Bi-weekly podcast featuring Swiss leaders discussing what organizations and individuals can do to increase the number of people with diverse backgrounds and perspectives in leadership positions.
#20 What it means to actively drive the DE&I change - with Suat Demokan
With Suat Demokan
Bühler is a Swiss multinational plant and equipment manufacturer, known for plant, equipment, and related services for processing foods and manufacturing advanced materials. It´s a quite pragmatic and operational-driven field with a predominantly male workforce and only 17% share of female employees. What is remarkable, however, is that Bühler`s management includes 14% women – with an increasing tendency.
Even if a diverse community was not a big priority or even an issue in the beginning, this aspect has now been given a strong weight in Bühler's company mission and corporate values.
Today I´m talking to Suat Demokan, Global HR Business Partner – Manufacturing, Logistics & Supply Chain about Bühler’s way to more Diversity, Equity and Inclusion and but also and mainly about his very personal experience with the topic.
Corinne Schneider, D&I Ambassador and former Global D&I Lead also attended the interview and will tell us a bit about Bühler’s specific programs in this field.
What you will learn
DE&I is also an investment of trust[AU3] . Until you can measure the effects on KPIs it can take years
Creating a diverse and inclusive company culture means continuous work where you constantly must refresh, adapt to new learnings and development!
Honest DE&I work means offering strategies on how to deal with insecurity, and tools for a healthy conflict communication. It´s about supporting and accompanying the process of transition from where we are as a company / society to where we want to be.
Awareness and consciousness is not enough.
Try to actively challenge the things you think need to change.
Think about a personal situation where you directly or indirectly have been affected by bias. Then use that emotion to feel what DE&I really means and convert it into productive energy to advocate for the topic!
Find Suat online
Suat on LinkedIn
Suat Demokan has started his professional career in consultancy for Software Solution with EY before having become self-employed for 6 years serving customers cross industries on solution for financial consolidation. After having joined Sulzer for a global project in 2004 Suat has decided to change functional direction and started an HR career in 2007 with serving in almost all roles from the basic factory HR manager up to a Global HR Executive. After more than a decade in Sulzer he was seeking for a new challenge and has joined Bühler as Global HR Business Partner for Manufacturing and Supply Chain. In addition to this role Suat has taken on responsibility as HR Business Partner Europe as of 2019.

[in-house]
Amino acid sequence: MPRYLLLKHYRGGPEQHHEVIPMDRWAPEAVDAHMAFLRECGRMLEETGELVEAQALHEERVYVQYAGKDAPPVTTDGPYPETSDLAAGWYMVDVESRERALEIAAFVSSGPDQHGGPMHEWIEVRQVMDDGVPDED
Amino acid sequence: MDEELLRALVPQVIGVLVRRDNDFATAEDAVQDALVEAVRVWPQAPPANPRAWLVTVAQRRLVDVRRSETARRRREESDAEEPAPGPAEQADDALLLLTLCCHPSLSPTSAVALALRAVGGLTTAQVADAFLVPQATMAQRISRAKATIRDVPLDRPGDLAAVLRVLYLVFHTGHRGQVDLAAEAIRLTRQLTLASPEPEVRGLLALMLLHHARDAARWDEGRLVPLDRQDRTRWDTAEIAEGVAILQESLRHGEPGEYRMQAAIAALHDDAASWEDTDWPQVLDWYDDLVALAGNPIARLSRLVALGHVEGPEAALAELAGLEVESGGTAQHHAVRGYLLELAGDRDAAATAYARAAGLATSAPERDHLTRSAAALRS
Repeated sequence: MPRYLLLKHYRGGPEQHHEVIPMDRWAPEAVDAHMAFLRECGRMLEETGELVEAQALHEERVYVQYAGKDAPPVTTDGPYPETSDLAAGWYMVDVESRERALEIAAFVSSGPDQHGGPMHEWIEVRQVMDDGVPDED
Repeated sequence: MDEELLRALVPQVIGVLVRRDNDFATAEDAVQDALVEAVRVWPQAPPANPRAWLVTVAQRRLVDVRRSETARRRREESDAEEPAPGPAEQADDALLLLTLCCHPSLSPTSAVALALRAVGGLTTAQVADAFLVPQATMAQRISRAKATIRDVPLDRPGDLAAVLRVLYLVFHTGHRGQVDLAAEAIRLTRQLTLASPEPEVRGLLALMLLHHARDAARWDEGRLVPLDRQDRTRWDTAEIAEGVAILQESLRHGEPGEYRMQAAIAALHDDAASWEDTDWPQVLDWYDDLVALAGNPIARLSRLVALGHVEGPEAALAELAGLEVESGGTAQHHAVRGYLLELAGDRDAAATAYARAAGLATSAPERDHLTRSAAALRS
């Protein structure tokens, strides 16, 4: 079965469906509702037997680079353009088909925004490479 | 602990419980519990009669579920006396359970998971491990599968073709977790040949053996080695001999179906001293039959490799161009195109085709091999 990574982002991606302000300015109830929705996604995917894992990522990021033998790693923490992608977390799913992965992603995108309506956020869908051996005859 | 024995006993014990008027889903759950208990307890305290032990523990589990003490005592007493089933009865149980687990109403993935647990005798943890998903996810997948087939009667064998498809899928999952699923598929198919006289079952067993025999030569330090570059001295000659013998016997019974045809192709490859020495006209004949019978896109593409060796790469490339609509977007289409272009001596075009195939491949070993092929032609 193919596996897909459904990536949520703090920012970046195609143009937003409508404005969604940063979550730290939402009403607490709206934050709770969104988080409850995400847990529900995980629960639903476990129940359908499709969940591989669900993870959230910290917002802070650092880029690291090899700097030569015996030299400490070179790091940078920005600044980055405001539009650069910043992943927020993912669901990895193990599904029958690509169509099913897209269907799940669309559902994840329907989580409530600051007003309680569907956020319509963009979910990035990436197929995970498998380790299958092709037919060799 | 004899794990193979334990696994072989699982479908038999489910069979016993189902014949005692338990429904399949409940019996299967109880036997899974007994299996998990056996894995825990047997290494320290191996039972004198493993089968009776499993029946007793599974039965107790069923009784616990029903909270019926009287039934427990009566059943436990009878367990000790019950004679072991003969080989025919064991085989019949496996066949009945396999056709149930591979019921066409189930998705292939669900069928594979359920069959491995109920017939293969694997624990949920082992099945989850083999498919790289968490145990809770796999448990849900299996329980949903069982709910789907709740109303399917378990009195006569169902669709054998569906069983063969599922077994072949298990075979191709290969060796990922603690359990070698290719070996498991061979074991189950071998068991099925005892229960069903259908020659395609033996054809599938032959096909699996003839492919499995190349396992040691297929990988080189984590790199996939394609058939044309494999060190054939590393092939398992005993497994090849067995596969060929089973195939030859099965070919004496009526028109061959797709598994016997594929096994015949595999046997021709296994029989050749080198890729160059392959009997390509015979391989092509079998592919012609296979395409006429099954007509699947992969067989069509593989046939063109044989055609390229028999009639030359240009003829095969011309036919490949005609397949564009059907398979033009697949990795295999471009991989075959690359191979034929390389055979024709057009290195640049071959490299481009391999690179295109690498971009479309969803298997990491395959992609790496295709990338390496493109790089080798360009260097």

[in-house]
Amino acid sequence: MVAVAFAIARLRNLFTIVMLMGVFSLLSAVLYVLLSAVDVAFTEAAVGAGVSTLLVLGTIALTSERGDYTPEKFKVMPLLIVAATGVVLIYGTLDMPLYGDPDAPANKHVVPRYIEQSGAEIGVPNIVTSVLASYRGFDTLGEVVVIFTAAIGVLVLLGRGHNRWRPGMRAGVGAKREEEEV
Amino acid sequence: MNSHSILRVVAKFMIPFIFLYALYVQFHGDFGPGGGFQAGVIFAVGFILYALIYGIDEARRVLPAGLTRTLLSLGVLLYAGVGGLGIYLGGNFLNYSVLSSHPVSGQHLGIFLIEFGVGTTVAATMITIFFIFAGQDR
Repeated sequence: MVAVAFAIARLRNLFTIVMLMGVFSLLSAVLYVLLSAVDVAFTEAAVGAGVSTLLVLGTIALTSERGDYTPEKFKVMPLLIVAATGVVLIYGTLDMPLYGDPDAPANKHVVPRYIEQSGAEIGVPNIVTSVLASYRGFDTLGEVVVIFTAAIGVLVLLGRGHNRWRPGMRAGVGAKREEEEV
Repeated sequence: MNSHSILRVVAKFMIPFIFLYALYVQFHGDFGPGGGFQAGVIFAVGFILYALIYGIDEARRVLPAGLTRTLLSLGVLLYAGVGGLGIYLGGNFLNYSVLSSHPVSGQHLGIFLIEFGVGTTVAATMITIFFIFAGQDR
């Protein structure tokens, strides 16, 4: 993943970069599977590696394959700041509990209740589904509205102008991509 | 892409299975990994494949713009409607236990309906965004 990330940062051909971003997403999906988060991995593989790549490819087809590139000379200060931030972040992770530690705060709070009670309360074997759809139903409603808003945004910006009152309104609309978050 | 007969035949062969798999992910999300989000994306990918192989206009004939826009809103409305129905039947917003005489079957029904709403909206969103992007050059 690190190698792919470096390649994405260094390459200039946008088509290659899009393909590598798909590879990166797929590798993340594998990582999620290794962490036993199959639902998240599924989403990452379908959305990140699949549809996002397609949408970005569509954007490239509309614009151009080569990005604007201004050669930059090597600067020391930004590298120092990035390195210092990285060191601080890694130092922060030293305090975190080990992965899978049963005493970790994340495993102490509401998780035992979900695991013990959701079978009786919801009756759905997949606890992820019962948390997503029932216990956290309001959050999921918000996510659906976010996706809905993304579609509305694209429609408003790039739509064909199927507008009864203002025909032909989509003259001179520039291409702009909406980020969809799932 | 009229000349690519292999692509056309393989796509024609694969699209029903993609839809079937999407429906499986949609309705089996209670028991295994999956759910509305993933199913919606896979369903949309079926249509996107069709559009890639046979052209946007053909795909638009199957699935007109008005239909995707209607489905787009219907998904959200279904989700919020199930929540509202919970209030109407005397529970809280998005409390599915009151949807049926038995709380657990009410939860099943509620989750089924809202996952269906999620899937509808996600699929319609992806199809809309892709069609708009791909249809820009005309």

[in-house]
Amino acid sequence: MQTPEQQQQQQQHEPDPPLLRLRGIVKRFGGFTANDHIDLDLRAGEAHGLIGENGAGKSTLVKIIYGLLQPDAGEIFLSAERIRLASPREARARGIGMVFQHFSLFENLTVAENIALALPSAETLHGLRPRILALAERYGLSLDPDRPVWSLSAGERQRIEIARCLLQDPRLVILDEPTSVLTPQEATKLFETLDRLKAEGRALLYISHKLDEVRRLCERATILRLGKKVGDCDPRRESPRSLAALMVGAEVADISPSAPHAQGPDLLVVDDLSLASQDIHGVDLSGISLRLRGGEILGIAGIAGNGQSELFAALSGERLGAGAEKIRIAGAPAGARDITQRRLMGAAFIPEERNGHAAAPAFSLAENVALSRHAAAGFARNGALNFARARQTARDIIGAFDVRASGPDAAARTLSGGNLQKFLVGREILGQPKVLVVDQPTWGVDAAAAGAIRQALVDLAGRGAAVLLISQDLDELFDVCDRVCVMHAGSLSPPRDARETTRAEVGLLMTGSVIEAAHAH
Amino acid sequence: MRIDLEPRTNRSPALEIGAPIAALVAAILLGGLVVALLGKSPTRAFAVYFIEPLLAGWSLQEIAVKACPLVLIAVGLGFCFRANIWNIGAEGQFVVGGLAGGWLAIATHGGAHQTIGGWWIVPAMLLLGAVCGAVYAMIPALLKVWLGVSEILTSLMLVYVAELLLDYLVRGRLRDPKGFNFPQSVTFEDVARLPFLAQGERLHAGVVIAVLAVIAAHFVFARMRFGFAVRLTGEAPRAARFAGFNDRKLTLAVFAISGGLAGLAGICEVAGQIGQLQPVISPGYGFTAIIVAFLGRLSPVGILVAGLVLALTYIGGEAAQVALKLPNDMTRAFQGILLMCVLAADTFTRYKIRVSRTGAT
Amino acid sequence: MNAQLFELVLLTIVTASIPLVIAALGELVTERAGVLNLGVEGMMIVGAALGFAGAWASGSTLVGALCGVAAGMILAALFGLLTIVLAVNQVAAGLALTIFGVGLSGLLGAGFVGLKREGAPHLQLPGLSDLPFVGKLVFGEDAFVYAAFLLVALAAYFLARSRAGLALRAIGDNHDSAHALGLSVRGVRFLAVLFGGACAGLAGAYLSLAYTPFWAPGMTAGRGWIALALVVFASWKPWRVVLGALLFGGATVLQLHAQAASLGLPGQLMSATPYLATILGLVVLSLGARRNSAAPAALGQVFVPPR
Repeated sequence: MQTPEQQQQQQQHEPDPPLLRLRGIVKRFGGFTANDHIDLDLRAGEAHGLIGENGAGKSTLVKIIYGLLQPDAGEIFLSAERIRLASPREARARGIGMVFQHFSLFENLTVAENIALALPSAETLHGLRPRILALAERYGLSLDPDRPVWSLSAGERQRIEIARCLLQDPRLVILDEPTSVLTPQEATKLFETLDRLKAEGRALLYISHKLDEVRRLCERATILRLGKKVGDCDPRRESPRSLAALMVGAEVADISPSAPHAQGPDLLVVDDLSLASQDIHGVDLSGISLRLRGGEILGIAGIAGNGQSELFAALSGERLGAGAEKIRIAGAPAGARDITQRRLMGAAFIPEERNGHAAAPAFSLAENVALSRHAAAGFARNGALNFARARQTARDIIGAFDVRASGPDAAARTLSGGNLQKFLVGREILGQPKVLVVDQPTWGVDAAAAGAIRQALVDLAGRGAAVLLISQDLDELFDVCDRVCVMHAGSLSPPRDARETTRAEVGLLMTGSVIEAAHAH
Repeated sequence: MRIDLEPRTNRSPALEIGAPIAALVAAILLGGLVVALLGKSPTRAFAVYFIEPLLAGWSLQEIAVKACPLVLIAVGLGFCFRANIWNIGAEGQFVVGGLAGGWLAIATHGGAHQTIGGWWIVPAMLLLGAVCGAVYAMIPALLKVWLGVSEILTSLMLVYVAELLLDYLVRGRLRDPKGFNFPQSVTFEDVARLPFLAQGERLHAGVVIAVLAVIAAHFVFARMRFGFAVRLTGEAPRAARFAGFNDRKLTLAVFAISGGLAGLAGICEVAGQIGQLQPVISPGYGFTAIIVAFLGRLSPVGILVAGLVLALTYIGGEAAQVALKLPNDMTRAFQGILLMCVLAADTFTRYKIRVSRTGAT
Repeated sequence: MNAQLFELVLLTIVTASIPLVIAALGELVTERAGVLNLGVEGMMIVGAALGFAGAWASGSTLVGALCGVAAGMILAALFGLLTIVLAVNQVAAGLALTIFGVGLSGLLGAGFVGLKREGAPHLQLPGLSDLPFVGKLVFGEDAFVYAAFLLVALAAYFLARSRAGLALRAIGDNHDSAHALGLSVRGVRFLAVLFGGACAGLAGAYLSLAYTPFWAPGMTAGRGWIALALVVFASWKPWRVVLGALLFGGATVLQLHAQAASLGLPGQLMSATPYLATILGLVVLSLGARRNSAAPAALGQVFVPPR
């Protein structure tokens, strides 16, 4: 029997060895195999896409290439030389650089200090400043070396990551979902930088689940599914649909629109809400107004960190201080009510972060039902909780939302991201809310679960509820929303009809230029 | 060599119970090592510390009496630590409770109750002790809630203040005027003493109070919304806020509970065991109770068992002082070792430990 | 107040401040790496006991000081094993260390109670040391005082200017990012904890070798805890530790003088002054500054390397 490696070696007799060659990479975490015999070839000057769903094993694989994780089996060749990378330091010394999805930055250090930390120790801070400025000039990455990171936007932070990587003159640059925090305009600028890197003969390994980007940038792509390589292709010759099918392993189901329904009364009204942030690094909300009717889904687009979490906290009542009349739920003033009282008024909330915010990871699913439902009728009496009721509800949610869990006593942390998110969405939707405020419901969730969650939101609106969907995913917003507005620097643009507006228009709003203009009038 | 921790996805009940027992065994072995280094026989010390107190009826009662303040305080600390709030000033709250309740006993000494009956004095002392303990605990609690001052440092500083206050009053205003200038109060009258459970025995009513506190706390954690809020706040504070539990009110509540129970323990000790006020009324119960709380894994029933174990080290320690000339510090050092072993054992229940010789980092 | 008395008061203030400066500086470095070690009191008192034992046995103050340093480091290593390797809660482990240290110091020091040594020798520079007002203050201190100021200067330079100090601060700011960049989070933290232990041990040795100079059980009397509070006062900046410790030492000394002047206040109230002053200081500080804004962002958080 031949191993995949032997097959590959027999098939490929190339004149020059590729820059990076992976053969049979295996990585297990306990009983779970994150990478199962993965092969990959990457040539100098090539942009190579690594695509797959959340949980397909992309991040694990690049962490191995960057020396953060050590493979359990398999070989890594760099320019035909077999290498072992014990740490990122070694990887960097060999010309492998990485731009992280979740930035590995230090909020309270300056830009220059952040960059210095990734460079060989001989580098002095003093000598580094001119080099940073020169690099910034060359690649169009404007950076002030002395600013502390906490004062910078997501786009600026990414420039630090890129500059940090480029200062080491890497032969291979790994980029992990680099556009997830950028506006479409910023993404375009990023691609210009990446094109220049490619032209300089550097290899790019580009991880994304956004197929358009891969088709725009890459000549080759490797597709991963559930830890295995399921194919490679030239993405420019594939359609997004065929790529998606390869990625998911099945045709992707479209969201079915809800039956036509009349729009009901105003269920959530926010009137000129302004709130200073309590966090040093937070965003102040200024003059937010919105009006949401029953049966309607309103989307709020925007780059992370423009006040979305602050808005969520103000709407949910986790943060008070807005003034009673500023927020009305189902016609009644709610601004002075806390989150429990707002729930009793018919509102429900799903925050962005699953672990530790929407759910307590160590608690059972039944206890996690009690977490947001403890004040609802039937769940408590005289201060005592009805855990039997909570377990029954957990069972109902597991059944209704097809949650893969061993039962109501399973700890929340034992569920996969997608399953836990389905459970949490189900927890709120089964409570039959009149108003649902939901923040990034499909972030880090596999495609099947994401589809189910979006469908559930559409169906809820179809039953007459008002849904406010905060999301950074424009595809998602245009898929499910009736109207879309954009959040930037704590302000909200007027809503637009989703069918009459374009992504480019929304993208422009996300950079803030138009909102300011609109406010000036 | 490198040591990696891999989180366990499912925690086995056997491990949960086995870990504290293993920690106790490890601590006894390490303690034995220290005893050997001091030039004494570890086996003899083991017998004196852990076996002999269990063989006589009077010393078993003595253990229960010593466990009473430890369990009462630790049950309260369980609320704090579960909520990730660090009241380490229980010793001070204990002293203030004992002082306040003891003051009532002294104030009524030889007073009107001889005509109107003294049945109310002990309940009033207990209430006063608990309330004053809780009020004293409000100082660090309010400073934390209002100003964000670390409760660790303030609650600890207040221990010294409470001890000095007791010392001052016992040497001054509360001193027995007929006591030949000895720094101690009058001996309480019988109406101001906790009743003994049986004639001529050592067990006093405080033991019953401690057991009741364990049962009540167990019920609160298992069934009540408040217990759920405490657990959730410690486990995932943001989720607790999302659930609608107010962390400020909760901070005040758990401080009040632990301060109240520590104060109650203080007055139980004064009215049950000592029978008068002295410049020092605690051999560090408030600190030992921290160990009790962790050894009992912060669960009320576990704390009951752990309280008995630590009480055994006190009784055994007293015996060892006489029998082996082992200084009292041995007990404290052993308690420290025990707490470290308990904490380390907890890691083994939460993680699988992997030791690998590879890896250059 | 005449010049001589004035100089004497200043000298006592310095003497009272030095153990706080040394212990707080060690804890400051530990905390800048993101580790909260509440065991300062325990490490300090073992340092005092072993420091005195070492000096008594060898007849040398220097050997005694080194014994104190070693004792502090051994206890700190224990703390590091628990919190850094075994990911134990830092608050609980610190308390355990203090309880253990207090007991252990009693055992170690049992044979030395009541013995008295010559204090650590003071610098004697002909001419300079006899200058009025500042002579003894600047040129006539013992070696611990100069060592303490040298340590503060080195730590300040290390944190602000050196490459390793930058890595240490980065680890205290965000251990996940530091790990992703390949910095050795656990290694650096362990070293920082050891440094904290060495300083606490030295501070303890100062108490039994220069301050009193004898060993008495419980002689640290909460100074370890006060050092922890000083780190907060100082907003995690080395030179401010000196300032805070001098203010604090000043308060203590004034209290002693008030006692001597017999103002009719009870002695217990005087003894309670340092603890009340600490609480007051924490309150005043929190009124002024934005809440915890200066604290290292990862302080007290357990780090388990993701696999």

Suat is a dual citizen (Swiss/Turkish), is married since 26 years and has two grown up children. In his rare spare time he enjoys playing football, golf and hiking with the family and dog.
This Episode is supported by Advance, Gender Equality in Business of which Bühler is a member.
#19 Find your voice! How to empower confidence - with Lucy Antrobus
Fleeing your home country, leaving everything behind, family, friends, careers and posessions is a traumatic event. Add to that the integration into a new and foreign country, and one can only imagine the toll such events can have on a refugee’s self-confidence.[AU1]
Today I´m having a very passionate and incredibly inspiring talk with Lucy Antrobus, Entrepreneur, Speaker and „Confidence Catalyst“ as she titles herself.
Lucy works with these refugees to help them find the confidence to better integrate into their new lives in Switzerland, learn the local language, make friends, find work, and become leaders in their community. To achieve this through her program „Refugee Voices“, Lucy believes that it´s essential to access your own resources and uses methods of storytelling to unleash participant’s potential.
And what migrants have to face to the extreme, we can also apply to broader stretches of the population, whenever it comes to daring greatly. As such what migrants teach us about courage, can also be applied to business and Lucy’s methods are one option to reach that.
In this episode Lucy shares insides into her exciting work, and how her own award-winning methodology helps catalyze diversity and inclusion.
What you will learn
The importance of regaining a connection to your powerful self to leverage your creativity, resilience and sustainable success
How storytelling can be an effective tool to overcome a difficult personal story and unfold an empowering effect on one´s professional life (and even on society at large)
The concept of “risk-vulnerability-scaling” and how it can trigger growth mindset
Find Lucy online
Lucy Antrobus on LInkedIn: https://www.linkedin.com/in/lucyantrobus/
Lucy Antrobus is a confidence catalyst, inclusion warrior, and entrepreneur. She is the Founder of Refugee Voices, an NGO that rebuilds confidence in marginalized communities, and co-founder and Chief Operations Officer of Aequaland, building an educational metaverse that uses games to educate kids on sustainable development and 21st century skills. She is a global citizen and is based between London and Lausanne, having led strategy deployment and community empowerment programs across Europe, Africa, Asia and the Americas.
#18 The impact of diversity and inclusion on successful sustainable leadership - with Jürg Eggenberger
With Jürg Eggenberger